Cervical Ectopic Pregnancy Complicated by Escherichia Coli Septicemia: A Case Report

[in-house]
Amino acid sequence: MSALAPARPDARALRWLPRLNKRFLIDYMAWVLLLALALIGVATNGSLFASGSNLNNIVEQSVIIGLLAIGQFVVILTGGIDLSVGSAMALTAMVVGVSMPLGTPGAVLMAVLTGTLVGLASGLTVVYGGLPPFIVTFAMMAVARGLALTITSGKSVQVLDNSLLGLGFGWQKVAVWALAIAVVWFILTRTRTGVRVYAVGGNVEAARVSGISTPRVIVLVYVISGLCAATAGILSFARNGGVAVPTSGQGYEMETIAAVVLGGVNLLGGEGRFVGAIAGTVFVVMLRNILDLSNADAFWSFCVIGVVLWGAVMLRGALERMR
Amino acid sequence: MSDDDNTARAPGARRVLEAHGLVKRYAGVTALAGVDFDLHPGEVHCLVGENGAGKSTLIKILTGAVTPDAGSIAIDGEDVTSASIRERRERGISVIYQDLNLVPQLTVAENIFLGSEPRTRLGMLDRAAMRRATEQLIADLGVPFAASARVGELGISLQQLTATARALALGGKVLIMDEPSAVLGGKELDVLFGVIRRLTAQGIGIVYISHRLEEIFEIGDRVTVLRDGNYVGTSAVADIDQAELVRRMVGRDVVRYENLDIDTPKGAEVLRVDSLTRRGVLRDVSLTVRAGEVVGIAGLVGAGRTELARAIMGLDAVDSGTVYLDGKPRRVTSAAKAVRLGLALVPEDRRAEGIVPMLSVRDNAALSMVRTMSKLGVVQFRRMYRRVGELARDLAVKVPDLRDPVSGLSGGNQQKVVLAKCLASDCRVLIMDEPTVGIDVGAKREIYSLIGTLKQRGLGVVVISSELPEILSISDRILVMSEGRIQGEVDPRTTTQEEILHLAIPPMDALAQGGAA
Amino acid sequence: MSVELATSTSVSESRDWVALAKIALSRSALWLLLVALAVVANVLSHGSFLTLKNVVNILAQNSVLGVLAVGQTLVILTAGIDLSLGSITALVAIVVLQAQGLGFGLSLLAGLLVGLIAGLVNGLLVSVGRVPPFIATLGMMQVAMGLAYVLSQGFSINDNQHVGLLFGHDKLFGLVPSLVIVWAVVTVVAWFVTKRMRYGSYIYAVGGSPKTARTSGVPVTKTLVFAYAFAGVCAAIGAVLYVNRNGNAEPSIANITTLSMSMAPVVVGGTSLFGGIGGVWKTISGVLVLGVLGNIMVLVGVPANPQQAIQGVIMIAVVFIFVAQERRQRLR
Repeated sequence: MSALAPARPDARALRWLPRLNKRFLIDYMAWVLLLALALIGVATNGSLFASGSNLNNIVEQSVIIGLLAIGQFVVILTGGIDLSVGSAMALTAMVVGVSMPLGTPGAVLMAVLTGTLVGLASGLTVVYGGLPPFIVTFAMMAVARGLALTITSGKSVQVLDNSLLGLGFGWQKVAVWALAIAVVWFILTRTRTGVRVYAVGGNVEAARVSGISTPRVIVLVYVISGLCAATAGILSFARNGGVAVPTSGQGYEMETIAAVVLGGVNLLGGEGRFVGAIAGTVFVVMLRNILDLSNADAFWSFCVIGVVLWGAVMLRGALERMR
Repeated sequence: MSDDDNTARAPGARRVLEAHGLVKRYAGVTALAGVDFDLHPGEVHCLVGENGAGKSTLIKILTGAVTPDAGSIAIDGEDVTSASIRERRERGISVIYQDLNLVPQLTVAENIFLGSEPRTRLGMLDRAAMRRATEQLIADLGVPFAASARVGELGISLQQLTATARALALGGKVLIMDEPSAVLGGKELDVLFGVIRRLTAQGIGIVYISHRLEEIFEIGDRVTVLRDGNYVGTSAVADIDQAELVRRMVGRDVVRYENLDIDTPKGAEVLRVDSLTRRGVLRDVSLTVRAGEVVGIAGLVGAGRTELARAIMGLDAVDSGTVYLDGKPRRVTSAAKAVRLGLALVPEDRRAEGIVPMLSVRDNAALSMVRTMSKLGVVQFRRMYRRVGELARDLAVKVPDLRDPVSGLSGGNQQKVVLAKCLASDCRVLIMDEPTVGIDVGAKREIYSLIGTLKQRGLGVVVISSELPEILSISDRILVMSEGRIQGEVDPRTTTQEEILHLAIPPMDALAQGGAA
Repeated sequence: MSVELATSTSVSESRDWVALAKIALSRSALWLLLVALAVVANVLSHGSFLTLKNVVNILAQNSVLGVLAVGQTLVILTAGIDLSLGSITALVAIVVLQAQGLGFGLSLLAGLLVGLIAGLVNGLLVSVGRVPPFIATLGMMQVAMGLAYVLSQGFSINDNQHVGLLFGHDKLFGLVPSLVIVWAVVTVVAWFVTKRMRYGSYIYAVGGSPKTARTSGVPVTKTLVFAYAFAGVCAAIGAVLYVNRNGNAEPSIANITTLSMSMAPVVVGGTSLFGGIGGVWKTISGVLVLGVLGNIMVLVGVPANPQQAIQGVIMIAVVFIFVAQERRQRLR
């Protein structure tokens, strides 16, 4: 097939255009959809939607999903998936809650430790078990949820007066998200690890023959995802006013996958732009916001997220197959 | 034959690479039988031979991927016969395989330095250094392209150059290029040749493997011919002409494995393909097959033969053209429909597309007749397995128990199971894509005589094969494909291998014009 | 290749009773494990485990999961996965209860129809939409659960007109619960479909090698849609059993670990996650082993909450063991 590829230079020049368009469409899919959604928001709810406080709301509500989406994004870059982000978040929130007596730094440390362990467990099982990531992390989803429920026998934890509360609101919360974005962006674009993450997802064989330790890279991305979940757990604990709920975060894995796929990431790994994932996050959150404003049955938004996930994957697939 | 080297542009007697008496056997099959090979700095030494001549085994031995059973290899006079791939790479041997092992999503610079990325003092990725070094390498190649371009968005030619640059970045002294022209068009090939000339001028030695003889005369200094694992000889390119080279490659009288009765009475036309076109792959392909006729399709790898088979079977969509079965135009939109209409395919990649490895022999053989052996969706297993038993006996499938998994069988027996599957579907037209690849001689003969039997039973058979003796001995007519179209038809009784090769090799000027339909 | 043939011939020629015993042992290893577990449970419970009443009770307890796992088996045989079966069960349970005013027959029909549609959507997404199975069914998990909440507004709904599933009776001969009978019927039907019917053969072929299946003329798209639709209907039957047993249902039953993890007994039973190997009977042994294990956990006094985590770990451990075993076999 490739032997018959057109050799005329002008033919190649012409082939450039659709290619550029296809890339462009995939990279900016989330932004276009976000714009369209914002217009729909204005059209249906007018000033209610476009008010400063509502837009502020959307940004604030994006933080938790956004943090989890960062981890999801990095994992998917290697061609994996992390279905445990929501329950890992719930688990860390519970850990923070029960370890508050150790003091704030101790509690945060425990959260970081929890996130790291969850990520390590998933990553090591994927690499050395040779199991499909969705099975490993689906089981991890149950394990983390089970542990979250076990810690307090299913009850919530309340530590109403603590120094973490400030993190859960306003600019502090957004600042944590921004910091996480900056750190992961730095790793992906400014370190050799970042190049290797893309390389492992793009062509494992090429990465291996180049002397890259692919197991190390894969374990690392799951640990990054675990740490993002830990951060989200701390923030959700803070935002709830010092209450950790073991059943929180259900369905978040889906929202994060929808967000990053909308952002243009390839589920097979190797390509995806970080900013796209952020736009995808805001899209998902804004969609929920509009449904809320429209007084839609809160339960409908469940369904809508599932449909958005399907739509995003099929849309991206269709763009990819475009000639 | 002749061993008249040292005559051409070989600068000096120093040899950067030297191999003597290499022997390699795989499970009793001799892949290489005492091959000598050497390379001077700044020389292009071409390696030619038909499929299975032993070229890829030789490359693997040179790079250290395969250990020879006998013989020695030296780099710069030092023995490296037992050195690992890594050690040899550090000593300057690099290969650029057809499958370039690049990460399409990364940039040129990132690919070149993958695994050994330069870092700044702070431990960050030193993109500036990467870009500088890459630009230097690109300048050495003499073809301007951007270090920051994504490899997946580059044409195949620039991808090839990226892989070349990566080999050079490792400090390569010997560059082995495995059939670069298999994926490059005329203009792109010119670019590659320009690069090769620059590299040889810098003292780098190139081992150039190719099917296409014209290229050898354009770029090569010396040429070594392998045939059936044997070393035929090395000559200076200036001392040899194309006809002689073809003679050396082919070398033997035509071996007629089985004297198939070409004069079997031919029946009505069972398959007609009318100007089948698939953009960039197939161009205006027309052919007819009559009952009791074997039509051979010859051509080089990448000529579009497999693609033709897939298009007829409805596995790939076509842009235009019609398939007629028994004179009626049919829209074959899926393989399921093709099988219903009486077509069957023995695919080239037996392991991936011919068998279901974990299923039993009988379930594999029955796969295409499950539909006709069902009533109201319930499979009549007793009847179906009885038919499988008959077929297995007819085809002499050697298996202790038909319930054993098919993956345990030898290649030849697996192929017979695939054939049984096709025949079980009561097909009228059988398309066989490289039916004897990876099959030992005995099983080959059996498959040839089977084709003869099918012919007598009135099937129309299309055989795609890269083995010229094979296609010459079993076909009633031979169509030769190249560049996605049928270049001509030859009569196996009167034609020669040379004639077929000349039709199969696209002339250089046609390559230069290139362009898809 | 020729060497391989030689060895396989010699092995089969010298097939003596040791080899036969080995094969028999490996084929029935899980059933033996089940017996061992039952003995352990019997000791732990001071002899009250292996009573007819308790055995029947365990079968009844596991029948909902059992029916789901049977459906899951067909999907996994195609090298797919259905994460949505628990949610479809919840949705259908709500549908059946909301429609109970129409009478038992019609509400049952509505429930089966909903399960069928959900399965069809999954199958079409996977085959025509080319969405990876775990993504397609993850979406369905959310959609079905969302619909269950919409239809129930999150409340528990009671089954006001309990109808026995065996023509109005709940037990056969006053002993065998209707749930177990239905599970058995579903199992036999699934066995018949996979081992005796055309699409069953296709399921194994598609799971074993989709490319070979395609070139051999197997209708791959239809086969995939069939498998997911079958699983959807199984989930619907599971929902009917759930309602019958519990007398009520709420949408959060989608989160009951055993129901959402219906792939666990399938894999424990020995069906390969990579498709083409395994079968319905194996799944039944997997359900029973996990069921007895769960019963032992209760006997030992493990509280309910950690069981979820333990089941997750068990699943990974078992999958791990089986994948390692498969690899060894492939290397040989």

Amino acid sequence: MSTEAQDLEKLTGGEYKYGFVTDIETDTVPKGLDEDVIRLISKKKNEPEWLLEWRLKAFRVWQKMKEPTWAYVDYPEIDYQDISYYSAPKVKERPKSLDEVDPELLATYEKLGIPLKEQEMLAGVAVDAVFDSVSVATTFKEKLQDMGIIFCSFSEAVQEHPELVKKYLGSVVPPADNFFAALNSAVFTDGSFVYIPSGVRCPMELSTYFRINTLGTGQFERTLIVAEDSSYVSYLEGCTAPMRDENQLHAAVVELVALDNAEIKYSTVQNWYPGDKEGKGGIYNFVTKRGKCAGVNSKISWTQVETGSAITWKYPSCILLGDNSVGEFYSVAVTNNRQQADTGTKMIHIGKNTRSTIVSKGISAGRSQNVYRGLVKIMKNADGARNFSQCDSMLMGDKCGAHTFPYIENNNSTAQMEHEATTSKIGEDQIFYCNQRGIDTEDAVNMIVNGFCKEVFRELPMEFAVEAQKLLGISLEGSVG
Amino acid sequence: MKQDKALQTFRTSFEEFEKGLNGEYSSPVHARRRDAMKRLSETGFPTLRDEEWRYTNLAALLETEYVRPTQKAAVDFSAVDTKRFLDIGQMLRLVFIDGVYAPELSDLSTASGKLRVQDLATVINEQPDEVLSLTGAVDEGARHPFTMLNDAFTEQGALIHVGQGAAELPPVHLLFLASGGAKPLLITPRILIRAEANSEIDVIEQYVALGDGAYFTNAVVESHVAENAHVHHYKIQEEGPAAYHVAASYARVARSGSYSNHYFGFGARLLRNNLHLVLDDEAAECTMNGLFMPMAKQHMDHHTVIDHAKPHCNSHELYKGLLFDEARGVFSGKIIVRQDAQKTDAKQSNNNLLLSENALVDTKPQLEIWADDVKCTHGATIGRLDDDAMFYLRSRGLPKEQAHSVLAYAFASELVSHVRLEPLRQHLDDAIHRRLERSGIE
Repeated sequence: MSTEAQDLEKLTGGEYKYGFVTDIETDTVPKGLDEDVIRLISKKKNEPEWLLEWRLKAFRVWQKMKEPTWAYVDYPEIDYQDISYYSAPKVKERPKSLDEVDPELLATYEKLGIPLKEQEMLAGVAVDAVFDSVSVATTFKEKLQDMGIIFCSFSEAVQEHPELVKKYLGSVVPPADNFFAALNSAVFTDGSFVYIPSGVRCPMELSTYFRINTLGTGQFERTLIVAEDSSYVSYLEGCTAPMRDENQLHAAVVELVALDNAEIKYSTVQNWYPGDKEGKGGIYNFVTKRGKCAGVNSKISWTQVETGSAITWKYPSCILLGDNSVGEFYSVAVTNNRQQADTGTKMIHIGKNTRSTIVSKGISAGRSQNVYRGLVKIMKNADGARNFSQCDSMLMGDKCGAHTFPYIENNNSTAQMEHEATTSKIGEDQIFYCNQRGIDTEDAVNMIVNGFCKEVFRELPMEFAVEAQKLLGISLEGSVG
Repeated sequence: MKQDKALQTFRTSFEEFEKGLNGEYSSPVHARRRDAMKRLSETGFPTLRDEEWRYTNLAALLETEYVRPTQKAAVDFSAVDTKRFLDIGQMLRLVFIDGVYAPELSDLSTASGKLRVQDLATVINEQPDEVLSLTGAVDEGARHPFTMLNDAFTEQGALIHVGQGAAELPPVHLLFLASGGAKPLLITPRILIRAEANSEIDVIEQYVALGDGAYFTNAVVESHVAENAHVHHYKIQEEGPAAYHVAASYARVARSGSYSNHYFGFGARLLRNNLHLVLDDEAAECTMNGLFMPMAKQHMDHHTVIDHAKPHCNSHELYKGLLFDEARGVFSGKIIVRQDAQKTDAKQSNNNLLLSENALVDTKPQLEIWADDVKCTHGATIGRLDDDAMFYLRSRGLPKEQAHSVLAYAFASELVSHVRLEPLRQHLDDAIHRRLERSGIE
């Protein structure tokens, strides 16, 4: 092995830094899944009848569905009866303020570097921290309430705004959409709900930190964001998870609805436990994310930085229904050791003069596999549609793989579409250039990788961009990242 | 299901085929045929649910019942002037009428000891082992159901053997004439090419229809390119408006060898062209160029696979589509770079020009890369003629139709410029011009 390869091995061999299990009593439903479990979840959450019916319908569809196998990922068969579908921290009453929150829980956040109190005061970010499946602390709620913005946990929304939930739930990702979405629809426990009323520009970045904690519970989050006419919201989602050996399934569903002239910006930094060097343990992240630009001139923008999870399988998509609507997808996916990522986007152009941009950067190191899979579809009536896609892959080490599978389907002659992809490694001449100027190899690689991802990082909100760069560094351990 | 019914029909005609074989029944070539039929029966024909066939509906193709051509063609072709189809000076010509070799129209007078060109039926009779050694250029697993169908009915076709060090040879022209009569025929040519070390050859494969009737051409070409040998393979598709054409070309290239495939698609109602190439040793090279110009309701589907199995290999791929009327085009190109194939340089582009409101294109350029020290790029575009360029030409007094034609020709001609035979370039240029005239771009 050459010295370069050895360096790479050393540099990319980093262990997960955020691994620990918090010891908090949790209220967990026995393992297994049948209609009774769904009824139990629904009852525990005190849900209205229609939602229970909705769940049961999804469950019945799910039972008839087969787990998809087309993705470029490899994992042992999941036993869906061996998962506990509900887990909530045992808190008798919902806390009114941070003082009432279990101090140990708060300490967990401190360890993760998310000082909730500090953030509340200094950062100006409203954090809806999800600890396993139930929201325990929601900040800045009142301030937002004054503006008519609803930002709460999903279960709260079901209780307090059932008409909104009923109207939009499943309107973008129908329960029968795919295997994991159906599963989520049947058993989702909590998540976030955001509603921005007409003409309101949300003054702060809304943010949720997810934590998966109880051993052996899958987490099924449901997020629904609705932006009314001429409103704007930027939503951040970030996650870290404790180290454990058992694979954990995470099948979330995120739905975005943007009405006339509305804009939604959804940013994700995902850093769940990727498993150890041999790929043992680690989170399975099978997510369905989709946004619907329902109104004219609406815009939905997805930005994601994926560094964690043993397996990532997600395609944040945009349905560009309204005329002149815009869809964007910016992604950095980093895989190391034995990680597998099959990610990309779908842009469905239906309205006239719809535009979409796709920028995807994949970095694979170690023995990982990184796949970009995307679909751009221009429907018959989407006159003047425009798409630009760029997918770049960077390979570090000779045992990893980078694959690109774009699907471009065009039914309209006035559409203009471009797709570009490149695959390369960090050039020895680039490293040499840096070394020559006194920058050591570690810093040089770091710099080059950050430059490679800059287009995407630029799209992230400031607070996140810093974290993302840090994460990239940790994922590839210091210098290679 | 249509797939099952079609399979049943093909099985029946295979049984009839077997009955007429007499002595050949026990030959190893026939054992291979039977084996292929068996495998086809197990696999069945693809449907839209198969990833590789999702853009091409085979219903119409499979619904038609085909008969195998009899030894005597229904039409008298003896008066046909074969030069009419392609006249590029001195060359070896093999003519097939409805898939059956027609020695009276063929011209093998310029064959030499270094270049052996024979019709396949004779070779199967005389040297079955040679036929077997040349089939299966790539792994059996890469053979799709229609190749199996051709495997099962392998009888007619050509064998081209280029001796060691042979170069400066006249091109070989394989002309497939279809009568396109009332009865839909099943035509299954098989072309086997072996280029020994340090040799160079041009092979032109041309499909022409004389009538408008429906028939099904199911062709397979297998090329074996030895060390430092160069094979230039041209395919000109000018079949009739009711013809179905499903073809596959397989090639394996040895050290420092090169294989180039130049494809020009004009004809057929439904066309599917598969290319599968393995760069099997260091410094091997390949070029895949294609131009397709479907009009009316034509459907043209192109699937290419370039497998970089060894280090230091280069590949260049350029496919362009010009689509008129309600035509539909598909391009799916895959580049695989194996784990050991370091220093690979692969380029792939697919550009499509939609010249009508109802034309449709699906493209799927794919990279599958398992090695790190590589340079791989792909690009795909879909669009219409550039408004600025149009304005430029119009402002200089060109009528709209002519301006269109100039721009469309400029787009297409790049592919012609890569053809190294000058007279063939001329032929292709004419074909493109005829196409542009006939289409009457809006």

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BACKGROUND: Cervical ectopic pregnancy is an uncommon form of ectopic pregnancy. The spectrum of treatment options includes systemic medical therapy, local injection with methotrexate and/or potassium chloride, surgery, or a combination of these modalities. CASE: A 29-year-old woman, gravida 3, aborta 2, was found to have a cervical ectopic pregnancy on ultrasound at 5+6 weeks' gestation. She presented to the hospital with vaginal bleeding. Treatment was initiated with multidose methotrexate and leucovorin rescue. She subsequently developed Gram-negative septicemia, with blood cultures growing Escherichia coli. This was managed successfully by surgical removal of the ectopic pregnancy and antimicrobial therapy. CONCLUSION: A cervical ectopic pregnancy can be complicated by E. coli septicemia.
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